The effect of Mental Imagery on Balance in Young Adults
Introduction: Motor imagery is mentally simulating an intended action without actually producing it. It involves processes involved in programming and preparation of actual actions. Extensive research has been done in the field of mental imagery, however not much has been done on the effect of mental imagery of balance. This study draws light on the effectiveness on mental imagery on balance in young asymptomatic adults.
Objective: To determine the effect of mental imagery as an adjunct to conventional balance exercises on the duration of stork stance and postural sway on the BESS scale in young asymptomatic individuals.
Methodology: After the ethics committee approval an informed consent was taken from the participants. 30 asymptomatic individuals were randomly selected in the age group of 18-24 years. Mentally and physically challenged individuals were excluded. They were divided into 2 groups, experimental and control group. They were evaluated for BESS (Balance error scoring system) and stork stance.Postural sway was measured with a postural swaymeter. Both the groups received exercises for a duration of 30 mins/week for 4 weeks. Group A received only conventional balance exercises. Group B received exercises same as the control group along with mental imagery as an adjunct.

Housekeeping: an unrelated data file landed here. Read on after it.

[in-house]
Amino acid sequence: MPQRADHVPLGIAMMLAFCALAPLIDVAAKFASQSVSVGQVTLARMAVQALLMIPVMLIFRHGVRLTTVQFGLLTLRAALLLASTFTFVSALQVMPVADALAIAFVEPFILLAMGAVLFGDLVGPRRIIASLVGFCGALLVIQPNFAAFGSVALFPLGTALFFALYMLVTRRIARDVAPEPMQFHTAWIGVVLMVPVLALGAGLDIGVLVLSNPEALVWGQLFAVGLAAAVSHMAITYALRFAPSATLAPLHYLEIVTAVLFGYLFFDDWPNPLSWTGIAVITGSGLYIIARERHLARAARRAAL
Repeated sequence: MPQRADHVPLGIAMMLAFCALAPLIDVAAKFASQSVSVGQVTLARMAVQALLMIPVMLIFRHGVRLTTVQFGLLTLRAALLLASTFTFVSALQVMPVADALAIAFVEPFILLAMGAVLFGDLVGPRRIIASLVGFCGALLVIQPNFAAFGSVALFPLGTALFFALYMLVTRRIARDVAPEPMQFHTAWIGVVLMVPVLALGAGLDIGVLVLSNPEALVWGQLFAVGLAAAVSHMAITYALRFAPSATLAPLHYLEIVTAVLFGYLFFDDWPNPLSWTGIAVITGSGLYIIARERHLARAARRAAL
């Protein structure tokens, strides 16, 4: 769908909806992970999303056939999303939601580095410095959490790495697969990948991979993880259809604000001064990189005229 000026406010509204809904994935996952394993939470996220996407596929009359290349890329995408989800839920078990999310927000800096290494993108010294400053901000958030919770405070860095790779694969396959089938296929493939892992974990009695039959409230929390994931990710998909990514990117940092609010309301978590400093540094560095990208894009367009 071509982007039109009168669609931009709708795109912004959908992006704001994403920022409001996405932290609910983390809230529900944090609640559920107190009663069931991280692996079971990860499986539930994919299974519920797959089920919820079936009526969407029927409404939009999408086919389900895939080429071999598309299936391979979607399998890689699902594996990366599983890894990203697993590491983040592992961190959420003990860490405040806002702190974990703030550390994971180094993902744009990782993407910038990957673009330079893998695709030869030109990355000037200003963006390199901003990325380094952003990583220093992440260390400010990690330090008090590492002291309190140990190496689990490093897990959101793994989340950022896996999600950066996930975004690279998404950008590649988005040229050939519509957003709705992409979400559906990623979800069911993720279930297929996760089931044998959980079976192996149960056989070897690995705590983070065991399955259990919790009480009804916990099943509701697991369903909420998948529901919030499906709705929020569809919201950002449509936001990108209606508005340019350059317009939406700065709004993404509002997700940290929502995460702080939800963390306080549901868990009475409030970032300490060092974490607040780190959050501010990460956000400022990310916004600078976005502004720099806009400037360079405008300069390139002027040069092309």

Results: Group B showed statically significant improvement in stork stance duration(P<0.001)using paired t test. Group A showed no statistically significant improvement.On BESS , Group A showed statistically significant improvement in some components. But Group B showed less number of errors and significant reduction in sway on static as well as foam surface compared to control.
Conclusion: Mental imagery with balance training has shown positive effect on stork stance duration and BESS scale in terms of reduction in errors and sway while maintaining balance on both static and foam surface in young asymptomatic individuals.
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